Dysarthria is a common motor speech disorder following acquired neurologic conditions such as stroke and traumatic brain injury (TBI). Dysarthria is a major source of disability as it causes difficulty with communication and poses significant barriers to employment and re-integration into the home and community. Individuals with dysarthria require extensive speech practice over time in order for motor learning to occur to improve their ability to communicate. However, there is limited financial support for speech therapy to provide individuals with dysarthria the extensive speech practice opportunities required to regain functional speech for productive participation in work, home and community settings. Thus, it is critical that more effective approaches be developed to support and supplement the limited speech therapy services individuals with dysarthria receive. This study furthers the mission of the NCMRR/NICHD to enhance the independence and well-being of persons with disability through rehabilitation by developing a novel approach to speech practice for dysarthria using the Supplemented Speech Recognition (SSR) program. The SSR has been developed by the research team and utilizes speech recognition technology that can manage severely dysarthric speech as an assistive writing program. This investigation will provide the preliminary data to support the future development of the SSR into a computerized speech practice system.
Aim 1 will focus on developing the technical ability to acoustically manipulate dysarthric speech samples to provide a practice model. Specifically, this project will manipulate the speech productions of individuals with moderate to severe dysarthria by replacing distorted or omitted consonant phonemes with typical gender-matched, typical age/gender-matched, and synthetic gender-matched samples.
Aim 2 will identify the recognition accuracy of the SSR with manipulated speech samples. The PIs hypothesize that the different manipulation strategies will yield comparable recognition accuracy results due to their experience with its ability to recognize severely distorted as well as non-distorted speech. The result of this will drive the future direction of the development team by identifying which manipulation strategy to focus on to produce functional speech practice targets to develop the SSR into a speech practice tool. Finally, Aim 3 will document the preliminary changes in speech performance across 15 trial therapy sessions to identify the potential role of SSR in long-term speech practice. The PIs hypothesize that individuals with moderate to severe dysarthria will demonstrate increases in speech intelligibility of target practice words and that their speech productions will change acoustically while using the SSR compared to their habitual productions. This study will utilize a three-level research design that includes molar (group analysis using a within subjects repeated measures ANOVA), intermediate, and molecular (individual detailed case studies) levels of analysis. Achievement of the aims of this project will lay the groundwork for the development of a computer practice program that automates the speech stimuli manipulations for functional speech practice.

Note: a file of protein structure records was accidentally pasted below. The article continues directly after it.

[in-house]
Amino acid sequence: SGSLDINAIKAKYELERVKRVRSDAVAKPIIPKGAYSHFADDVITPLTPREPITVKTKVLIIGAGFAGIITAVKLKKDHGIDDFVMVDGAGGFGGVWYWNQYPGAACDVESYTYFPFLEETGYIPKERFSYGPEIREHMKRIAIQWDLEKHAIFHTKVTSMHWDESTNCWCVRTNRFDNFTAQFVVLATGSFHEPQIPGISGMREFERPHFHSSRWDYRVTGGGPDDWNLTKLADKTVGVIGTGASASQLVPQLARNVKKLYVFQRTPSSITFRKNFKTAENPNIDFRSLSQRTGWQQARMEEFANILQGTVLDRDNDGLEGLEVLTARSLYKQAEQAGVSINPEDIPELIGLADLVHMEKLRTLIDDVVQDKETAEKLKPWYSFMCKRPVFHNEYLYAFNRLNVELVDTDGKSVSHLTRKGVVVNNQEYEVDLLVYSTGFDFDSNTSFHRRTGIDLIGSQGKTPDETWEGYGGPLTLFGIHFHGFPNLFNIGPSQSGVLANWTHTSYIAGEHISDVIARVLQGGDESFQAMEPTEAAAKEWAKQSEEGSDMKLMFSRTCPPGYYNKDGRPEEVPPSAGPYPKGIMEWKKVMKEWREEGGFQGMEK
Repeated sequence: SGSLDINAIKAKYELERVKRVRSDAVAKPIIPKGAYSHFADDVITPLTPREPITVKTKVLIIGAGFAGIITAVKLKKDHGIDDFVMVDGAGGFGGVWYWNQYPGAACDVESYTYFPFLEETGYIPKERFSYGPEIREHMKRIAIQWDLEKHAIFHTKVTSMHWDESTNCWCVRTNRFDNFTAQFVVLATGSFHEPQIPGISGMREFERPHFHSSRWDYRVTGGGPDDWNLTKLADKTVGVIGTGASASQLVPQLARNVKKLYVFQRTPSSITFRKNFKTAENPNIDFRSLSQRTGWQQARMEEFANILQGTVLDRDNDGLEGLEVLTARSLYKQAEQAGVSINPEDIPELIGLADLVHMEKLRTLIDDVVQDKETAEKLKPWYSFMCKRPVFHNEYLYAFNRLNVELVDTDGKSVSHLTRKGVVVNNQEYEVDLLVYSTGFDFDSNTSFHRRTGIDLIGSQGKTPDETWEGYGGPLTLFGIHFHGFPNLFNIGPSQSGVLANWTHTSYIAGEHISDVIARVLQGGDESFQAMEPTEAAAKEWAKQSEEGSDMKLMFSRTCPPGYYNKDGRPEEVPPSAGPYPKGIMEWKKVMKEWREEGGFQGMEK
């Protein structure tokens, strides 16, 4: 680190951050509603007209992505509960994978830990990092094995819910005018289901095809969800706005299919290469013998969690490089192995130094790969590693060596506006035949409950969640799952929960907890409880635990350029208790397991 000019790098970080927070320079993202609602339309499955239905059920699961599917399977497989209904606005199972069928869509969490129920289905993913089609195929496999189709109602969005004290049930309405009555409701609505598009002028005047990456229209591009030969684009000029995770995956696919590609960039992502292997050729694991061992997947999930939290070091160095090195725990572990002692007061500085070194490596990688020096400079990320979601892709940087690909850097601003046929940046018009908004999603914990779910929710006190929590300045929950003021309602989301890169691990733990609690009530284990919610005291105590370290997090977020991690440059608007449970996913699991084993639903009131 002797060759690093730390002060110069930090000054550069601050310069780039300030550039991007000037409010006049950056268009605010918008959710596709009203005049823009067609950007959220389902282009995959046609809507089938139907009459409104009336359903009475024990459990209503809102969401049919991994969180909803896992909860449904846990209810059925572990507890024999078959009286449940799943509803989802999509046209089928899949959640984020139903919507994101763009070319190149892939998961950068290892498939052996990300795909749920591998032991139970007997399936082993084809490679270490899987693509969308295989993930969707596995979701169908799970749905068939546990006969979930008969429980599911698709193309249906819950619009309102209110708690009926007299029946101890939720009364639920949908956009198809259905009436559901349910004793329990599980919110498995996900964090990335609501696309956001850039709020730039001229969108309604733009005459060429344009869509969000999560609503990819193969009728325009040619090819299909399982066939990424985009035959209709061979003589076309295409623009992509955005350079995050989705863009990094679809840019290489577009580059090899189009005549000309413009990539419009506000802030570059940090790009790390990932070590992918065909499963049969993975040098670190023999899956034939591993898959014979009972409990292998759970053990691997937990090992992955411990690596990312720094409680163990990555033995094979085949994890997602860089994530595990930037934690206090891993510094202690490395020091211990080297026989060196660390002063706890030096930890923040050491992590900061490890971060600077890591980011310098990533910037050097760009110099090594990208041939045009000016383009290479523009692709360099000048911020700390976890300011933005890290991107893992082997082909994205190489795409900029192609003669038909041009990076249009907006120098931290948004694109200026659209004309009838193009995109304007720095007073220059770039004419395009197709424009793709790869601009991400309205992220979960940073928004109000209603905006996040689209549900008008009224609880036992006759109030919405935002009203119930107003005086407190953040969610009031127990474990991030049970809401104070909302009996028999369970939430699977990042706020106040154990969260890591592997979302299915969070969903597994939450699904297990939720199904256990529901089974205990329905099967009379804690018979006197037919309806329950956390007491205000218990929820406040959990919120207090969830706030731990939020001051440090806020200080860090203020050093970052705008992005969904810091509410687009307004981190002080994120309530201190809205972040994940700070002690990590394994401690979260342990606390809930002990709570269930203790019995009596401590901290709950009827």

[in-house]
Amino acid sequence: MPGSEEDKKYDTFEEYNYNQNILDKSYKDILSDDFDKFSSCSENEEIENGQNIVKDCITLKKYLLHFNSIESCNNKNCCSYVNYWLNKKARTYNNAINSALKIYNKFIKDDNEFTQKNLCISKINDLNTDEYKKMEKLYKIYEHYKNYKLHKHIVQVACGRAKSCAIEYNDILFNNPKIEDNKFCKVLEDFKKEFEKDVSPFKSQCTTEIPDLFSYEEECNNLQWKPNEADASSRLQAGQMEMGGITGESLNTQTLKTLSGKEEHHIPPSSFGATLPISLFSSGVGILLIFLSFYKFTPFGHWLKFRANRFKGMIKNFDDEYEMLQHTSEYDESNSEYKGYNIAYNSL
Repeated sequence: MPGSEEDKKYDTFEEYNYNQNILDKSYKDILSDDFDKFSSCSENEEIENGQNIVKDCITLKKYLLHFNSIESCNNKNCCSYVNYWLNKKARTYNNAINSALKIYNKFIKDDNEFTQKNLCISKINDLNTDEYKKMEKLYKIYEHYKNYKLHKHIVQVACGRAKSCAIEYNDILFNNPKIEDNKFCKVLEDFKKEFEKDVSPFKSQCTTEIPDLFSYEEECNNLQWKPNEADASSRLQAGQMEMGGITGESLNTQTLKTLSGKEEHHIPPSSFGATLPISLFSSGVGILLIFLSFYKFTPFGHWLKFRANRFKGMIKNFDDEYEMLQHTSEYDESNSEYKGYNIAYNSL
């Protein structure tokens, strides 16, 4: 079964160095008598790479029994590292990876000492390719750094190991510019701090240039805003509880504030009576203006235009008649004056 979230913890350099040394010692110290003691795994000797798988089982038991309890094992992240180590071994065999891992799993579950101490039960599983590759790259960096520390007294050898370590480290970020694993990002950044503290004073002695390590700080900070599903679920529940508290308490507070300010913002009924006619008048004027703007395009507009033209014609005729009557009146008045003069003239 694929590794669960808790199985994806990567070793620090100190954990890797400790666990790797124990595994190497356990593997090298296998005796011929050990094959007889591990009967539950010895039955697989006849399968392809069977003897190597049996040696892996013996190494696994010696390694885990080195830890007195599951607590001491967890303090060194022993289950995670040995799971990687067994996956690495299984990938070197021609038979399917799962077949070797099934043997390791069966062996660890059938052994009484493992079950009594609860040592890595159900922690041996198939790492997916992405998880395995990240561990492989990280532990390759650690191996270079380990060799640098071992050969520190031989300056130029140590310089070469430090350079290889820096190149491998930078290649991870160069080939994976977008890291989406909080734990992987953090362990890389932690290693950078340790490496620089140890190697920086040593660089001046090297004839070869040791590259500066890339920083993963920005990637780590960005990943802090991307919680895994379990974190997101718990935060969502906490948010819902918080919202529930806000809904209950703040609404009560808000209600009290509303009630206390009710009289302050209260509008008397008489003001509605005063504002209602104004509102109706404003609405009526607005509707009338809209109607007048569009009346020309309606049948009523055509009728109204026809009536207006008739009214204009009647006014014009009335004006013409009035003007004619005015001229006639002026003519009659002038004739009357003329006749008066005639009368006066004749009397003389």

Individuals with speech impairment (dysarthria) due to traumatic brain injury (TBI), stroke, and other neurologic conditions require extensive amounts of speech practice in order to recover functional communication abilities to participate fully in work, home, and community settings. However, due to challenges with reimbursement for speech therapy services, support for extensive and long-term speech practice is limited. New intervention strategies that augment traditional speech therapy services and support continuous, long-term speech practice are needed. This project will provide the preliminary data for the development of a computer-based speech practice tool designed specifically to support extensive and long-term speech practice for individuals with moderate to severe dysarthria.